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Teenage Drivers: Get the Facts, Motor Vehicle Safety, CDC Injury Center

Teenage Drivers: Get the Facts

Motor vehicle crashes are the leading cause of death for U.S. teenagers. One Fortunately, teenage motor vehicle crashes are preventable, and proven strategies can improve the safety of youthful drivers on the road.

How big is the problem?

In 2015, Two,333 teenagers in the United States ages 16–Nineteen were killed and 221,313 were treated in emergency departments for injuries suffered in motor vehicle crashes in 2014. One That means that six teenagers ages 16–Nineteen died every day from motor vehicle injuries.

In 2013, youthfull people ages 15-19 represented only 7% of the U.S. population. However, they accounted for 11% ($Ten billion) of the total costs of motor vehicle injuries. 1

Who is most at risk?

The risk of motor vehicle crashes is higher among 16-19-year-olds than among any other age group. In fact, per mile driven, teenage drivers ages sixteen to nineteen are almost three times more likely than drivers aged twenty and older to be in a fatal crash. Two

Among teenage drivers, those at especially high risk for motor vehicle crashes are:

  • Masculines: In 2014, the motor vehicle death rate for masculine drivers and passengers ages sixteen to nineteen was two times that of their female counterparts. 1
  • Teenagers driving with teenage passengers: The presence of teenage passengers increases the crash risk of unsupervised teenage drivers. This risk increases with the number of teenage passengers. Trio,Four
  • Freshly licensed teenagers: Crash risk is particularly high during the very first months of licensure. Five,6 The crash rate per mile driven is three times higher for 16-17 year olds as compared to 18-19 year olds. Two

What factors put teenage drivers at risk?

  • Teenagers are more likely than older drivers to underestimate dangerous situations or not be able to recognize hazardous situations. Seven Teenagers are also more likely than adults to make critical decision errors that lead to serious crashes. 8
  • Teenagers are more likely than older drivers to speed and permit shorter headways (the distance from the front of one vehicle to the front of the next). The presence of masculine teenage passengers increases the likelihood of this risky driving behavior. 9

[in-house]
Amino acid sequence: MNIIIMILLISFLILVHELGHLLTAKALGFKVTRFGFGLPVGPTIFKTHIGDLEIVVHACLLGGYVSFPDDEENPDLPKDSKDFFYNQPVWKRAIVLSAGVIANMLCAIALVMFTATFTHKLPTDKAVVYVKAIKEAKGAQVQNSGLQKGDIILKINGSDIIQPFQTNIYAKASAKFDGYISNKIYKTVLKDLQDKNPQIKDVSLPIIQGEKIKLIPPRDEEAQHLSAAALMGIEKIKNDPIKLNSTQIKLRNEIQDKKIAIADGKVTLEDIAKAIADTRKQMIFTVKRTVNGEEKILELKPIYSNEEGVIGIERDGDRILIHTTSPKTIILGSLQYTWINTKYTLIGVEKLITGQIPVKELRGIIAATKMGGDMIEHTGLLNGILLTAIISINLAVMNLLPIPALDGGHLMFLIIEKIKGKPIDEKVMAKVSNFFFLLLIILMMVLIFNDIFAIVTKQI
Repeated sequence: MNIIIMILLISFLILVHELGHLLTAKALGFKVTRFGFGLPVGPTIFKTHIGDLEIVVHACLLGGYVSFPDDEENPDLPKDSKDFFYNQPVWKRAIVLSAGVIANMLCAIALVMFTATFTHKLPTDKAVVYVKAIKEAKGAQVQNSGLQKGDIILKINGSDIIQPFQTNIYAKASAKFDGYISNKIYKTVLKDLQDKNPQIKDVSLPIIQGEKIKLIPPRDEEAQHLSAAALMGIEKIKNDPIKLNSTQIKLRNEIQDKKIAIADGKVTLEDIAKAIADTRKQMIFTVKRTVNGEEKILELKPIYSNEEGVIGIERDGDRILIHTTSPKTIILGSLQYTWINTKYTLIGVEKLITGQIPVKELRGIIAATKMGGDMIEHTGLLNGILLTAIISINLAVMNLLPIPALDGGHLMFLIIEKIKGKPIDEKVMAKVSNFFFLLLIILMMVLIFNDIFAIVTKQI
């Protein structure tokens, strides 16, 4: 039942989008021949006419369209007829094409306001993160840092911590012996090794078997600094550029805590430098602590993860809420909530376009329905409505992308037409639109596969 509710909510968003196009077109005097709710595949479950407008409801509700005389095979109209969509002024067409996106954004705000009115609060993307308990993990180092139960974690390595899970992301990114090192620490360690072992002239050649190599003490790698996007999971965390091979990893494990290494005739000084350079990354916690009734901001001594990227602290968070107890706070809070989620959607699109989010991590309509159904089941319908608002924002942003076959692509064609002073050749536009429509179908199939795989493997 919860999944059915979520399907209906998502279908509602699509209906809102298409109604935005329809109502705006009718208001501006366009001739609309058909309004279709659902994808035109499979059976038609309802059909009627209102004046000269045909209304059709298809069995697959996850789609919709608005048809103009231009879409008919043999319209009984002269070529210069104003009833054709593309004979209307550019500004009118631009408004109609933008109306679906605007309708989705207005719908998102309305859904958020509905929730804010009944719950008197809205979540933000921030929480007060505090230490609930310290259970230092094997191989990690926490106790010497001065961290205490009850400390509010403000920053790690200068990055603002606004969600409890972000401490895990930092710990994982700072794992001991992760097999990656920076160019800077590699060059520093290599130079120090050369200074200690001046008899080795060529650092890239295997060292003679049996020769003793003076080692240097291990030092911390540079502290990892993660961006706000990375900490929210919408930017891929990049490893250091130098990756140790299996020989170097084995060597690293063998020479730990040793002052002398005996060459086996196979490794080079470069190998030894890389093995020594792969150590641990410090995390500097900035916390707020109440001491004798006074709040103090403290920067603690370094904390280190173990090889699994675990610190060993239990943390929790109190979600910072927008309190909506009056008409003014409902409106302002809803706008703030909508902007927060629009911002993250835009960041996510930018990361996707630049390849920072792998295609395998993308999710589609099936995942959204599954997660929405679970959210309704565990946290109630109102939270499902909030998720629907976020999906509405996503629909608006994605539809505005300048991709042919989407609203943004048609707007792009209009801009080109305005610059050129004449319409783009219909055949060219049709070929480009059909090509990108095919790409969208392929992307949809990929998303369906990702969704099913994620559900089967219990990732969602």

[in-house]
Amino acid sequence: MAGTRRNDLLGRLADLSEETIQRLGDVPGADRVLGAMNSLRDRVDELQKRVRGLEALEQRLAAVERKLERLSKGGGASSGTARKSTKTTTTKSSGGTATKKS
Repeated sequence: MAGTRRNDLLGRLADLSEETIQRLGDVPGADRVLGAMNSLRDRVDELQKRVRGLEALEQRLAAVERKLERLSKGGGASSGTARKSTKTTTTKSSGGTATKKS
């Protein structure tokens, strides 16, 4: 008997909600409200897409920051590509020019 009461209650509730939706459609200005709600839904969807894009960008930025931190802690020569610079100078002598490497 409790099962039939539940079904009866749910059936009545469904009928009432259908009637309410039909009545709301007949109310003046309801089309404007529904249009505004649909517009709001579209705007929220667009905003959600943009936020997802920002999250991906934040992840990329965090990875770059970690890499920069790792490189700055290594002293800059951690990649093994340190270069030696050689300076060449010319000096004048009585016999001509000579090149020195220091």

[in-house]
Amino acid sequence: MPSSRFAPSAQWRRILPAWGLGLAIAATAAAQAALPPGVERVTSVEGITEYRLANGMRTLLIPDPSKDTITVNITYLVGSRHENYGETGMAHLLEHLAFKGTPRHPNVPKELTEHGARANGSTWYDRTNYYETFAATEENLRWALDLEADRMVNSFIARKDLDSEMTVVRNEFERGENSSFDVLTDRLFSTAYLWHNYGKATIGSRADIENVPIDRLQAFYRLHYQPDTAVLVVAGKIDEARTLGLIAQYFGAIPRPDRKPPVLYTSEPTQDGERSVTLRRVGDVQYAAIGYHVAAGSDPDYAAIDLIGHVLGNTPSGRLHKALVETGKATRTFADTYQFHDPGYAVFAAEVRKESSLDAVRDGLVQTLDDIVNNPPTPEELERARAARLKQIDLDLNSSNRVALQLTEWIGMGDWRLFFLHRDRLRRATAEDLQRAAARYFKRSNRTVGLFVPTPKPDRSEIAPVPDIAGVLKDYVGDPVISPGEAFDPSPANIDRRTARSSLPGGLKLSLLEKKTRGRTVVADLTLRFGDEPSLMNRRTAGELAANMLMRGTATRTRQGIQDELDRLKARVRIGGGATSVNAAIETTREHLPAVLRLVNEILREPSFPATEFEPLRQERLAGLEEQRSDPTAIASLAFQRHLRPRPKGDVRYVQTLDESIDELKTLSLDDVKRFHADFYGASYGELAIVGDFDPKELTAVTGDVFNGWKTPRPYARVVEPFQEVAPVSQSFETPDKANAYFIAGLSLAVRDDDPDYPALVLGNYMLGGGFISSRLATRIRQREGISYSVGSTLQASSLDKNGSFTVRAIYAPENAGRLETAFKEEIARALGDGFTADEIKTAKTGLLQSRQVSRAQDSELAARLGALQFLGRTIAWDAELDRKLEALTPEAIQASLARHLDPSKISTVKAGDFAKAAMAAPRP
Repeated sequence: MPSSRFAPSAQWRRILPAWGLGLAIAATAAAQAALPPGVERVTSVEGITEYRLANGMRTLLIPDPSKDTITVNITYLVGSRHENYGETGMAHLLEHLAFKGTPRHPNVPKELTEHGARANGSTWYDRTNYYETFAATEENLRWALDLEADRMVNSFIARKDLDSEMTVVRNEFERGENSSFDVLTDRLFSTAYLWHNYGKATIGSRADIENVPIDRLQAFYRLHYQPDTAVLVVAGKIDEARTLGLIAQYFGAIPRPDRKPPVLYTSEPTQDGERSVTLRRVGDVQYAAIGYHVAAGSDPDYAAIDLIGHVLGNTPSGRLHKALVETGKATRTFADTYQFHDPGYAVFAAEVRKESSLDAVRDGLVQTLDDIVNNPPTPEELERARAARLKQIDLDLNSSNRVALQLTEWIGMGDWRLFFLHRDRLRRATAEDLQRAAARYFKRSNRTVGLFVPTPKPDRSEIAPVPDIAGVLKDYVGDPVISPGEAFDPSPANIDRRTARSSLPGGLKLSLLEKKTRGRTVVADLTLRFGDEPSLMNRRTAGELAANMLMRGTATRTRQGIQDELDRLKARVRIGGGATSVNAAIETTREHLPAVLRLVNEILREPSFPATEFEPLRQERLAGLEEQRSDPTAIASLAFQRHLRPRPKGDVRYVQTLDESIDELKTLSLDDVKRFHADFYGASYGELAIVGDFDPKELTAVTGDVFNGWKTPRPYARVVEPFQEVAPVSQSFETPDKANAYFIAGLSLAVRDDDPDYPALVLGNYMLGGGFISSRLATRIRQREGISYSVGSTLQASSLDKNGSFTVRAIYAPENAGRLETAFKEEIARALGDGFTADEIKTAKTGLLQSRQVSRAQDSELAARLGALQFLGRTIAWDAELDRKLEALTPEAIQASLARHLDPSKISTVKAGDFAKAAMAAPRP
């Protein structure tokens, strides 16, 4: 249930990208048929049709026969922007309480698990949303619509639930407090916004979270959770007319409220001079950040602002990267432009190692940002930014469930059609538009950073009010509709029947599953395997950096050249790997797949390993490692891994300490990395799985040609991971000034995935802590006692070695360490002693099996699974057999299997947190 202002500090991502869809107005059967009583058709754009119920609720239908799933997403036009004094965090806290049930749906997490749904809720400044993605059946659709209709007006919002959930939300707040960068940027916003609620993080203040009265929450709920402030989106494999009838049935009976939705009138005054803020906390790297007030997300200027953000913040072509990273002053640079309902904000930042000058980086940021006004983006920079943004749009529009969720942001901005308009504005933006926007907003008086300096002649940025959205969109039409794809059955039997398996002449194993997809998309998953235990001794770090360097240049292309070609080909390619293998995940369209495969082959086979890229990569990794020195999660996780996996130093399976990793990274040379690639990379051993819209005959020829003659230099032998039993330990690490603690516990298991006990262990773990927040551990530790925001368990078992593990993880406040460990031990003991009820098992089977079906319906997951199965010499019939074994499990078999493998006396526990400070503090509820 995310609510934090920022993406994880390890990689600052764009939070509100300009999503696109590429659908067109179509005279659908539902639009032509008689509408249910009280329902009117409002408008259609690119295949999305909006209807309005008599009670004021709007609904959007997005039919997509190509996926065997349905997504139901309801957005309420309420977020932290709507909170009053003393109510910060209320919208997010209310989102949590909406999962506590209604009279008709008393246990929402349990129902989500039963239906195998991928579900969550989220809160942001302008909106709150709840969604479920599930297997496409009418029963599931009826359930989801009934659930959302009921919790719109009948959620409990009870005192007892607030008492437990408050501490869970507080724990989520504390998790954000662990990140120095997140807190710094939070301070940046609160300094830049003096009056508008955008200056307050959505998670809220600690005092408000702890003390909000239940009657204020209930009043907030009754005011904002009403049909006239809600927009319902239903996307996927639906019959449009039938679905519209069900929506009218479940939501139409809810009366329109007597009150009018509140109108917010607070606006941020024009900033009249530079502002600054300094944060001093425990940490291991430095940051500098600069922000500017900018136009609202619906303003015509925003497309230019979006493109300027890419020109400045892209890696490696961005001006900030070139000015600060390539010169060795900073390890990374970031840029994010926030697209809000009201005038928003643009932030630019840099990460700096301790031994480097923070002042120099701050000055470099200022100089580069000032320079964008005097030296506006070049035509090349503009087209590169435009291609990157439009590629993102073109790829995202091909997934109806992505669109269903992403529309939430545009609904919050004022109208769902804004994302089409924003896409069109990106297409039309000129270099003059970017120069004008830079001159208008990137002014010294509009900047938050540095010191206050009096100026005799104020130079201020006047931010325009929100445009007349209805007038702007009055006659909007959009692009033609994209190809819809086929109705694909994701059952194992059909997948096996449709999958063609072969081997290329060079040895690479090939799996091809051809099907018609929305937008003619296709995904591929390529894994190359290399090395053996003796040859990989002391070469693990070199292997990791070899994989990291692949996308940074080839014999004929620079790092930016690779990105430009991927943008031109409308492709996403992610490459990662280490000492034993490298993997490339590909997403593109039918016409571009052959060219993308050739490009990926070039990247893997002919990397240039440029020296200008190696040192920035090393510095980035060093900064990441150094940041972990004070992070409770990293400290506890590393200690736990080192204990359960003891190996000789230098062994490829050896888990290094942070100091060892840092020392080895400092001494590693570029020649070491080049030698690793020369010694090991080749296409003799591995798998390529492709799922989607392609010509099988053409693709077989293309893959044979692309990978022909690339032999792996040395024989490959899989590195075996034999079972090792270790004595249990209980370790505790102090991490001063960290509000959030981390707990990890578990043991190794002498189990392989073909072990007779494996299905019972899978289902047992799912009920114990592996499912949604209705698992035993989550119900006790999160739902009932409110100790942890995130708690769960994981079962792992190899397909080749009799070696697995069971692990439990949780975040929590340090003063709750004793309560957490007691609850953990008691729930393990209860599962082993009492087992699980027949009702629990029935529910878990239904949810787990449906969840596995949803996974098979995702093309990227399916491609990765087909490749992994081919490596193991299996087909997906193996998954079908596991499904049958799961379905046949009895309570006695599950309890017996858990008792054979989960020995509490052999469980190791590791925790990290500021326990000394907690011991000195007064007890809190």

• In 2014, 50% of teenage deaths from motor vehicle crashes occurred inbetween three p.m. and midnight and 53% occurred on Friday, Saturday, or Sunday. Two
  • Compared with other age groups, teenagers have among the lowest rates of seat belt use. In 2015, only 61% of high school students reported they always wear seat belts when railing with someone else. Ten
  • At all levels of blood alcohol concentration (BAC), the risk of involvement in a motor vehicle crash is greater for teenagers than for older drivers. 11
  • Among masculine drivers inbetween fifteen and twenty years of age who were involved in fatal crashes in 2014, 36% were speeding at the time of the crash ten and 24% had been drinking. 12
  • In 2014, 17% of drivers aged sixteen to twenty involved in fatal motor vehicle crashes had a BAC of .08% or higher. 13
  • In a national survey conducted in 2015, 20% of teenagers reported that, within the previous month, they had ridden with a driver who had been drinking alcohol. Among students who drove, 8% reported having driven after drinking alcohol within the same one-month period. Ten
  • In 2014, 64% of drivers aged fifteen to twenty who were killed in motor vehicle crashes after drinking and driving were not wearing a seat belt. 12

How can deaths and injuries resulting from crashes involving teenage drivers be prevented?

There are proven methods to helping teenagers become safer drivers.

Seat Belts

Of the teenagers (aged 16-19) who died in passenger vehicle crashes in two thousand fourteen approximately 53% were not wearing a seat belt at the time of the crash. Two Research shows that seat belts reduce serious crash-related injuries and deaths by about half. 14

Not Drinking & Driving

Enforcing minimum legal drinking age laws and zero blood-alcohol tolerance laws for drivers under age twenty one are recommended.

Graduated Driver Licensing Programs (GDL)

Driving is a elaborate skill, one that must be practiced to be learned well. Teenagers` lack of driving practice, together with risk-taking behavior, puts them at heightened risk for crashes. The need for skill-building and driving supervision for fresh drivers is the basis for graduated driver licensing programs, which exist in all US states and Washington, DC. GDL provides longer practice periods, boundaries driving under high risk conditions for freshly licensed drivers, and requires greater participation of parents in their teenagers` learning-to-drive. Research suggests that the more comprehensive GDL programs are associated with reductions of 26% (15) to 41% (16) in fatal crashes and reductions of 16% (17) to 22% (Legitimate) in overall crashes, among 16-year-old drivers. When parents know their state`s GDL laws, they can help enforce the laws and, in effect, help keep their teenage drivers safe.

Eight Danger Zones

Make sure your youthful driver is aware of the leading causes of teenage crashes:

  • Driver inexperience
  • Driving with teenage passengers
  • Nighttime driving
  • Not using seat belts
  • Dispelled driving
  • Sleepy driving
  • Reckless driving
  • Impaired driving

Learn what research has shown parents can do to keep teenage drivers safe from each of these risks.

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